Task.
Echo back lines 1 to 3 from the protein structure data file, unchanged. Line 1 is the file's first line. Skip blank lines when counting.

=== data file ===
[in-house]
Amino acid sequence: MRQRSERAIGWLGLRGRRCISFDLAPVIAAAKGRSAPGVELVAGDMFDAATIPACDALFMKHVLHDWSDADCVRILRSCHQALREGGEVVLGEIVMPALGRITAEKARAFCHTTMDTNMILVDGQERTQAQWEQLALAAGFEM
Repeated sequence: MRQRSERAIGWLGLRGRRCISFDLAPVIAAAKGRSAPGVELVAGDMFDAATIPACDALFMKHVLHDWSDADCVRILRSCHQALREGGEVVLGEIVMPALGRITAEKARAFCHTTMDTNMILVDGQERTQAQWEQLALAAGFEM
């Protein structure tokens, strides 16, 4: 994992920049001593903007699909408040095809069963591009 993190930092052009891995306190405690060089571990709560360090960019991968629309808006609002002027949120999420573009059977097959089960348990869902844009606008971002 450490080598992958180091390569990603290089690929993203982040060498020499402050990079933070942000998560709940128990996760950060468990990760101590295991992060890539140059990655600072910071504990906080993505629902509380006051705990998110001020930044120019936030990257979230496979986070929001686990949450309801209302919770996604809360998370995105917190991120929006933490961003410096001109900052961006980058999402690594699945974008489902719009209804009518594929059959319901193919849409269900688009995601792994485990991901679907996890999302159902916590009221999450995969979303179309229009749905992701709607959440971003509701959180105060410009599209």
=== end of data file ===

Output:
[in-house]
Amino acid sequence: MRQRSERAIGWLGLRGRRCISFDLAPVIAAAKGRSAPGVELVAGDMFDAATIPACDALFMKHVLHDWSDADCVRILRSCHQALREGGEVVLGEIVMPALGRITAEKARAFCHTTMDTNMILVDGQERTQAQWEQLALAAGFEM
Repeated sequence: MRQRSERAIGWLGLRGRRCISFDLAPVIAAAKGRSAPGVELVAGDMFDAATIPACDALFMKHVLHDWSDADCVRILRSCHQALREGGEVVLGEIVMPALGRITAEKARAFCHTTMDTNMILVDGQERTQAQWEQLALAAGFEM